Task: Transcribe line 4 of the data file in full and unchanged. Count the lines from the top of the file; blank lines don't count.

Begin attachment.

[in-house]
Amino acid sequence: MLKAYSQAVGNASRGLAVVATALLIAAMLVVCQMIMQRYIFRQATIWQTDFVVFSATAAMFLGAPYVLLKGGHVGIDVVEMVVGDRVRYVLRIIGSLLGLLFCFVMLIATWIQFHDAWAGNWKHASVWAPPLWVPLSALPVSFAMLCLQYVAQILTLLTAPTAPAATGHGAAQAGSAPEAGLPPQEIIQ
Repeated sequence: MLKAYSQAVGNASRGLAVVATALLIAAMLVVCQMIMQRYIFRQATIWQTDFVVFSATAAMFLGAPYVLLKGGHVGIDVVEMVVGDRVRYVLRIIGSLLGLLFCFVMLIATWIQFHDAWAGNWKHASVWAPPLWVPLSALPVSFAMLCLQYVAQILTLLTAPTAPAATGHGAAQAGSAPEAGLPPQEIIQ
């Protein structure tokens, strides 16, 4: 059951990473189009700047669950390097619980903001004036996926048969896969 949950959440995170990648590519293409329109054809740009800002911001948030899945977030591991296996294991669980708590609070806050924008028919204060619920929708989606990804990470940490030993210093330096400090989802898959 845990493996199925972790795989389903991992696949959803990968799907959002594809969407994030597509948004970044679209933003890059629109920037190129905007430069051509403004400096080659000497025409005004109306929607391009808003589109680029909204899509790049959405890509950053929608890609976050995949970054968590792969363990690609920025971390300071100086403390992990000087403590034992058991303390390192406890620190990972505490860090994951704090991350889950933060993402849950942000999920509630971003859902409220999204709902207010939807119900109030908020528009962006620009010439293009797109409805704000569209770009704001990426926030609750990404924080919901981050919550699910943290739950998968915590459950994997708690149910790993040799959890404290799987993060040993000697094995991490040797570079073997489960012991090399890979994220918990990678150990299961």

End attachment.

């Protein structure tokens, strides 16, 4: 059951990473189009700047669950390097619980903001004036996926048969896969 949950959440995170990648590519293409329109054809740009800002911001948030899945977030591991296996294991669980708590609070806050924008028919204060619920929708989606990804990470940490030993210093330096400090989802898959 845990493996199925972790795989389903991992696949959803990968799907959002594809969407994030597509948004970044679209933003890059629109920037190129905007430069051509403004400096080659000497025409005004109306929607391009808003589109680029909204899509790049959405890509950053929608890609976050995949970054968590792969363990690609920025971390300071100086403390992990000087403590034992058991303390390192406890620190990972505490860090994951704090991350889950933060993402849950942000999920509630971003859902409220999204709902207010939807119900109030908020528009962006620009010439293009797109409805704000569209770009704001990426926030609750990404924080919901981050919550699910943290739950998968915590459950994997708690149910790993040799959890404290799987993060040993000697094995991490040797570079073997489960012991090399890979994220918990990678150990299961």